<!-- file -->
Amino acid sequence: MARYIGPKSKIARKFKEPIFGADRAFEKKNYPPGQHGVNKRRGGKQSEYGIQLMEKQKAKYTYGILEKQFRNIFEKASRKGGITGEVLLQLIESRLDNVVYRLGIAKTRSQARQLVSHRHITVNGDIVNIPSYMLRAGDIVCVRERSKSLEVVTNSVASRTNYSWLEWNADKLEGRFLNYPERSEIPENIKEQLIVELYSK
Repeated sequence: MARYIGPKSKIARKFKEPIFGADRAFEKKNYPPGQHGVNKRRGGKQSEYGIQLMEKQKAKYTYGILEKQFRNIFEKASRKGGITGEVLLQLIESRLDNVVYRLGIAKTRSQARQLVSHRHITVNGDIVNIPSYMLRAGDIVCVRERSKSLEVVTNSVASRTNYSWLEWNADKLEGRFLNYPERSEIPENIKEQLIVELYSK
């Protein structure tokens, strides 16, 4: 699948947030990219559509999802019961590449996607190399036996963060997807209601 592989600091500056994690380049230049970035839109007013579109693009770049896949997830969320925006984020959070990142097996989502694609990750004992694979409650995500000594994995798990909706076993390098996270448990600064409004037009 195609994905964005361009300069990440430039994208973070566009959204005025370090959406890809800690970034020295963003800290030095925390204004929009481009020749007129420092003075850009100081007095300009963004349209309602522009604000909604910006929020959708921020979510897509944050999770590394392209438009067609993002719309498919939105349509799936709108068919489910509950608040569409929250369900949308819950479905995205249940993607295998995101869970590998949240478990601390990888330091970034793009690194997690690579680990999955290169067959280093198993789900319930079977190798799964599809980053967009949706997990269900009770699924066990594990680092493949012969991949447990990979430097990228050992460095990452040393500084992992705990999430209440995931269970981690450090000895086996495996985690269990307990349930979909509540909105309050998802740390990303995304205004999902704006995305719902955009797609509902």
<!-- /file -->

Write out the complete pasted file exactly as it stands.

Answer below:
Amino acid sequence: MARYIGPKSKIARKFKEPIFGADRAFEKKNYPPGQHGVNKRRGGKQSEYGIQLMEKQKAKYTYGILEKQFRNIFEKASRKGGITGEVLLQLIESRLDNVVYRLGIAKTRSQARQLVSHRHITVNGDIVNIPSYMLRAGDIVCVRERSKSLEVVTNSVASRTNYSWLEWNADKLEGRFLNYPERSEIPENIKEQLIVELYSK
Repeated sequence: MARYIGPKSKIARKFKEPIFGADRAFEKKNYPPGQHGVNKRRGGKQSEYGIQLMEKQKAKYTYGILEKQFRNIFEKASRKGGITGEVLLQLIESRLDNVVYRLGIAKTRSQARQLVSHRHITVNGDIVNIPSYMLRAGDIVCVRERSKSLEVVTNSVASRTNYSWLEWNADKLEGRFLNYPERSEIPENIKEQLIVELYSK
């Protein structure tokens, strides 16, 4: 699948947030990219559509999802019961590449996607190399036996963060997807209601 592989600091500056994690380049230049970035839109007013579109693009770049896949997830969320925006984020959070990142097996989502694609990750004992694979409650995500000594994995798990909706076993390098996270448990600064409004037009 195609994905964005361009300069990440430039994208973070566009959204005025370090959406890809800690970034020295963003800290030095925390204004929009481009020749007129420092003075850009100081007095300009963004349209309602522009604000909604910006929020959708921020979510897509944050999770590394392209438009067609993002719309498919939105349509799936709108068919489910509950608040569409929250369900949308819950479905995205249940993607295998995101869970590998949240478990601390990888330091970034793009690194997690690579680990999955290169067959280093198993789900319930079977190798799964599809980053967009949706997990269900009770699924066990594990680092493949012969991949447990990979430097990228050992460095990452040393500084992992705990999430209440995931269970981690450090000895086996495996985690269990307990349930979909509540909105309050998802740390990303995304205004999902704006995305719902955009797609509902």